Deutsch Intern
Department of Psychology I - Biological Psychology, Clinical Psychology
and Psychotherapy

VR-Labs (Prof. Dr. Paul Pauli)


Prof. Dr. Paul Pauli
Phone: +49 931 31-82843



Virtual reality (VR) is defined as a computer-simulated world in which a user can look around, move, and react to the virtual environment. One is transported into virtual reality by stimulating visual, acoustic, vestibular and - depending on the application - tactile or nociceptive sensory channels. VR equipment allows for a certain degree of immersion, this is one of the prerequisites for creating a sense of presence in VR.

By using a head-mounted display (HMD) with tracking sensors, the viewing direction and movement of a user can be realized in real time within the 3D world. Additional input devices can be used for navigation and interactions.

Predefined events and processes can be activated manually via a control interface or automatically. Both the 3D world and the interface can be manipulated using programming scripts.

Using different inputs and outputs, VR experiences can be presented in a variety of ways: presented on a computer monitor, via mono/stereoscopic HMD, or with screen projections.

The virtual environments are used in applied and experimental research, and in the psychotherapeutic work of the University outpatient clinic for exposure therapy in anxiety disorders.

VR exposure therapy for specific phobias: fear of flying, fear of spiders, fear of heights, fear of tunnels

Read more: Outpatient center for Psychiatry

Research projects


With the Virtual Reality Therapy Interface "Cybersession" it is possible to use 3D simulations for exposure exercises.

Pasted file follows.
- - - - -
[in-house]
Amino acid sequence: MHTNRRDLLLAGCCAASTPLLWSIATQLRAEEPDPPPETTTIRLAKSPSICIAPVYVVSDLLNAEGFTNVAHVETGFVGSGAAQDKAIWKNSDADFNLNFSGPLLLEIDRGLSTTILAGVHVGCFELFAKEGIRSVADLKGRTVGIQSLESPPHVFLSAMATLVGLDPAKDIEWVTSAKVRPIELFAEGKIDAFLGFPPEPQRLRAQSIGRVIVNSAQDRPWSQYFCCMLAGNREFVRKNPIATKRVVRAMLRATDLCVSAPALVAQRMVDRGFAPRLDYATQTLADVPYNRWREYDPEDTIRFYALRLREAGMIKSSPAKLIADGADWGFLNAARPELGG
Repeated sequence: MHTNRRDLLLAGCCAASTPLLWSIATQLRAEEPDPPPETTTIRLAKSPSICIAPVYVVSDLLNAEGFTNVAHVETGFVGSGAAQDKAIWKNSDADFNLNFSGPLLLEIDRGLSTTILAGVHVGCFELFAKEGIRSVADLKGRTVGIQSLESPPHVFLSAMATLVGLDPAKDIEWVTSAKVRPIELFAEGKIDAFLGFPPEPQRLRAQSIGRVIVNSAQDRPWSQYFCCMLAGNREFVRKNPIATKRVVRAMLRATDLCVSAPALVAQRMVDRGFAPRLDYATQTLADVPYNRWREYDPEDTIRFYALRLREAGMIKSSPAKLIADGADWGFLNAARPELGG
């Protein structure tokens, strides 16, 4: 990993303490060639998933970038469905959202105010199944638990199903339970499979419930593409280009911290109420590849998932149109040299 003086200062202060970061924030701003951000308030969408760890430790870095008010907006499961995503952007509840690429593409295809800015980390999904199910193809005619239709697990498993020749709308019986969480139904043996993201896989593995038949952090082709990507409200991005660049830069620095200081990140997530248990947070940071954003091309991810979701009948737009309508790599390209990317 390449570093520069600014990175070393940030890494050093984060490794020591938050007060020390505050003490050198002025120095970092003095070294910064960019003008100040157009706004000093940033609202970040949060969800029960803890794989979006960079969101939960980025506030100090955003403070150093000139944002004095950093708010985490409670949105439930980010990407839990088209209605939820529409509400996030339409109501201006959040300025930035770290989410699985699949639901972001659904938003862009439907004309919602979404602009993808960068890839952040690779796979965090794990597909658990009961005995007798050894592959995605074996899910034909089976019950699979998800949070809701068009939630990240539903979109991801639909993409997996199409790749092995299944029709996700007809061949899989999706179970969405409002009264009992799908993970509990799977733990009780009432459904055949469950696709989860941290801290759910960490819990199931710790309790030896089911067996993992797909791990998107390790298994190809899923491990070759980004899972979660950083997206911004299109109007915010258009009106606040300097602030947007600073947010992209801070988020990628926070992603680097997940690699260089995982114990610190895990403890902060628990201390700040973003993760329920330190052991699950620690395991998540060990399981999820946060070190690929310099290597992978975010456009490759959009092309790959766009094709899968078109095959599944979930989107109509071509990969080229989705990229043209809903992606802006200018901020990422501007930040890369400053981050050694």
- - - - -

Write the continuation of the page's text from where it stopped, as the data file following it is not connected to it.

The system was designed to present exposure stimuli in a controlled manner in virtual reality.
For empirical studies, it is possible to control the simulation process using Skipte and to record the data.
The system can be operated without specialized computer knowledge., CyberSession Wiki, CyberSession Changelog

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The technology for representing virtual worlds is largely based on commercially available computer components. Optimal display quality can be achieved with a renderer optimized for 3D graphics and control with an additional control PC / notebook.

There are a number of options for presenting VR.

For the visual presentation, a head-mounted display with the largest possible viewing angle and a closed view is recommended.

The graphics output via a projector enables the construction of highly immersive VR rooms.

The most cost-effective output option - via monitor - is possible, but only produces limited immersion.

These VR presentation methods are possible with monoscopic and stereoscopic displays.
Stereoscopic variants:

  • HMD: by dual-view / display of images offset by the interpupillary distance.
  • Projection: polarization filter + glasses, or anaglyph representation + glasses
  • Monitor: shutter glasses, or anaglyph + glasses
  • Auto-stereo 3D monitors

Laboratory equipment

  • HMD
    • Virtual Research HMD V6 - resolution 640x480, FOV 60° (diagonal)
    • eMagin Z800, 800x600, FOV 40°
  • Tracker
    • Polhemus FASTRACK 6DOF * 4 sensors, standard + long-range transmitter
    • Polhemus Minuteman 3DOF * 2 sensors
    • Intersense InertiaCube2 Tracker 3DOF
    • Arrington eye tracker
  • Physiology capture
    • Mobile multi-channel data recorder Vitaport
    • Multi-channel amplifier Synamps
    • Brainvision V-Amp
  • Krauss-Maffei Wegmann movement platform
    6DOF, micro-motion system 4DOF, hydraulic
  • VC-M2 motion system 4DOF, pneumatic
  • Input devices
    • Steering wheel + pedals
    • Gampad
    • joystick
  • Audio mixer, mikrophones

Department I maintains laboratories equipped with VR technology.



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